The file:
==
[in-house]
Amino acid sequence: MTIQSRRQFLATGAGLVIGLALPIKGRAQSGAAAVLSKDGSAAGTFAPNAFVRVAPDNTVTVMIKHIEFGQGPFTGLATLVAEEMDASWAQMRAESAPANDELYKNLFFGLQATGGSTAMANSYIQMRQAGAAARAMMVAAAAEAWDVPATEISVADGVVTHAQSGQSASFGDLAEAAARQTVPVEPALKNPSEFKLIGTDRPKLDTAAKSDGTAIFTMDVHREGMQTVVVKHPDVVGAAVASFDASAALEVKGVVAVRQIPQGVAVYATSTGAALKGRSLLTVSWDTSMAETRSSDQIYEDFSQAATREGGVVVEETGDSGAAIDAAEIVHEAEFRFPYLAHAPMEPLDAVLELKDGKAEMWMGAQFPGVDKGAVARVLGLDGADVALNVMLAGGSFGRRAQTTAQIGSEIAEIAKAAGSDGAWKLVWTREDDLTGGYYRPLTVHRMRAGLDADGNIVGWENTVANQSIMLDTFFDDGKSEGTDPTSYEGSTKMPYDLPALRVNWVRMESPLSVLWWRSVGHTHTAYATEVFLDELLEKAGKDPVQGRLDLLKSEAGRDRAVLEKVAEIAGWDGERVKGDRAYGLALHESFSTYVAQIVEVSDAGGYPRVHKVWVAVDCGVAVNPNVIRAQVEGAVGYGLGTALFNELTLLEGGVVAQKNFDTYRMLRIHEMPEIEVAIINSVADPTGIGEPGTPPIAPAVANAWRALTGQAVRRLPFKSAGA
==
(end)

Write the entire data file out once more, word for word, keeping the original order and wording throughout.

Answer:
[in-house]
Amino acid sequence: MTIQSRRQFLATGAGLVIGLALPIKGRAQSGAAAVLSKDGSAAGTFAPNAFVRVAPDNTVTVMIKHIEFGQGPFTGLATLVAEEMDASWAQMRAESAPANDELYKNLFFGLQATGGSTAMANSYIQMRQAGAAARAMMVAAAAEAWDVPATEISVADGVVTHAQSGQSASFGDLAEAAARQTVPVEPALKNPSEFKLIGTDRPKLDTAAKSDGTAIFTMDVHREGMQTVVVKHPDVVGAAVASFDASAALEVKGVVAVRQIPQGVAVYATSTGAALKGRSLLTVSWDTSMAETRSSDQIYEDFSQAATREGGVVVEETGDSGAAIDAAEIVHEAEFRFPYLAHAPMEPLDAVLELKDGKAEMWMGAQFPGVDKGAVARVLGLDGADVALNVMLAGGSFGRRAQTTAQIGSEIAEIAKAAGSDGAWKLVWTREDDLTGGYYRPLTVHRMRAGLDADGNIVGWENTVANQSIMLDTFFDDGKSEGTDPTSYEGSTKMPYDLPALRVNWVRMESPLSVLWWRSVGHTHTAYATEVFLDELLEKAGKDPVQGRLDLLKSEAGRDRAVLEKVAEIAGWDGERVKGDRAYGLALHESFSTYVAQIVEVSDAGGYPRVHKVWVAVDCGVAVNPNVIRAQVEGAVGYGLGTALFNELTLLEGGVVAQKNFDTYRMLRIHEMPEIEVAIINSVADPTGIGEPGTPPIAPAVANAWRALTGQAVRRLPFKSAGA